For persisting pain in the shoulder or neck, an evaluation by a health-care professional is appropriate.
Again, if you have severe or worsening pain, weakness, numbness, coolness, deformity, or color changes, you should go to a hospital emergency department immediately.
If you develop a high fever (temperature < 102.5 F), severe headache, chest pain, shortness of breath, dizziness, nausea, or sweatiness, or if you develop the sudden onset of numbness or weakness, particularly on one side of the body, call 911 for emergency services to go to the nearest emergency department by ambulance.

How is shoulder pain diagnosed?

A thorough history and physical examination are usually adequate to establish the diagnosis for most injuries. However, your doctor may do a series of tests, depending on the cause of your injury, the location of your shoulder pain, response to movement or your other symptoms.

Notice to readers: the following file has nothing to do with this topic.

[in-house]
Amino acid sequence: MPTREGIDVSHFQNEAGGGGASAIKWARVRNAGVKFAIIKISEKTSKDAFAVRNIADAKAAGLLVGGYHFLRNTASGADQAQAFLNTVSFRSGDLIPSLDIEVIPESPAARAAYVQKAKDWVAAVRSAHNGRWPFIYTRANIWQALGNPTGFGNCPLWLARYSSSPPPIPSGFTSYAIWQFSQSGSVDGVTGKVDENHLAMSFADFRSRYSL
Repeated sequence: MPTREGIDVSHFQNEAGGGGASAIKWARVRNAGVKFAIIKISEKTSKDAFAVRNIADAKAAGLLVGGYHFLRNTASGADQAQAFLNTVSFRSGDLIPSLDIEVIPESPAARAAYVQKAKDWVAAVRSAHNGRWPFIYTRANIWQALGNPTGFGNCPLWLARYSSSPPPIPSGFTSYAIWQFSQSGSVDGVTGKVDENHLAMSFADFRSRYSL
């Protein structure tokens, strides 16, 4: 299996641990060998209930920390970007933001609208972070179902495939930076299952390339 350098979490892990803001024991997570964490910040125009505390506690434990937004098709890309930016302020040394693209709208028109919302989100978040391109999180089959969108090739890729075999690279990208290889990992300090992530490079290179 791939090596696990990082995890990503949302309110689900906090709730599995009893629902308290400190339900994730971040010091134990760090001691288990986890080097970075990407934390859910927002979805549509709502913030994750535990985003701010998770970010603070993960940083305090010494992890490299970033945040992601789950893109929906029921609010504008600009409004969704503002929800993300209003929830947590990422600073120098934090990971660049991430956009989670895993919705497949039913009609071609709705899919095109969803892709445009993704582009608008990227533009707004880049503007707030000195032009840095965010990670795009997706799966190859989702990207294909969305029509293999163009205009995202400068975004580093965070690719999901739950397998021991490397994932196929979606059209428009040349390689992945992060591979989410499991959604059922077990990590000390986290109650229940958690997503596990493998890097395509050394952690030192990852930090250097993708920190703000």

X-rays: These may be done if you have tenderness to touch along the bony areas of your spine or shoulder, a history of significant trauma, deformity of the area, or your doctor suspects a condition related to your heart or lungs.
ECG: An electrocardiogram may be ordered if you also have chest pain, shortness of breath, and risk factors for a heart attack (such as high blood pressure, diabetes, high cholesterol, or tobacco use).
Blood tests: These may be performed if you also have chest pain, shortness of breath, and risk factors for a heart attack (such as high blood pressure, diabetes, high cholesterol, or tobacco use) or if your doctor suspects an underlying illness as the cause of the pain.
CT scan: This may be performed when X-rays are difficult to read or suggest a fracture, when more detail is needed, or when other structures are suspected to be the source of the pain (possibly the large artery known as the aorta leading from the heart or the lungs).
MRI: An MRI is often not indicated during an initial evaluation but can be helpful in assessing ongoing pain and failure to respond to basic treatment measures.

This article was originally posted here.


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If you are experiencing shoulder pain, please call our office. Seattle Chiropractic Center always offers a complimentary consultation to see if we can help. You can find us here:

Foundation Chiropractic – Seattle Chiropractic Center is located at 2326 Rainier Ave S, Seattle, WA 98144.